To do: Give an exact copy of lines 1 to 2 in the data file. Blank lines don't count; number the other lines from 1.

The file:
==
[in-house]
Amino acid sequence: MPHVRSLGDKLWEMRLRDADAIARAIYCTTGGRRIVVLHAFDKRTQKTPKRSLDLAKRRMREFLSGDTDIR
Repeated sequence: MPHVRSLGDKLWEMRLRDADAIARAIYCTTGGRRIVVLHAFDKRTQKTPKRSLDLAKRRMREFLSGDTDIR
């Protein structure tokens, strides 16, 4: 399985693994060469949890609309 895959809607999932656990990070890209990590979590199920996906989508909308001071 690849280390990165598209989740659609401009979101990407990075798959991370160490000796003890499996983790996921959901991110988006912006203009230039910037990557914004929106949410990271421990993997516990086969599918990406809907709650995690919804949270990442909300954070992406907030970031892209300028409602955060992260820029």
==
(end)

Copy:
[in-house]
Amino acid sequence: MPHVRSLGDKLWEMRLRDADAIARAIYCTTGGRRIVVLHAFDKRTQKTPKRSLDLAKRRMREFLSGDTDIR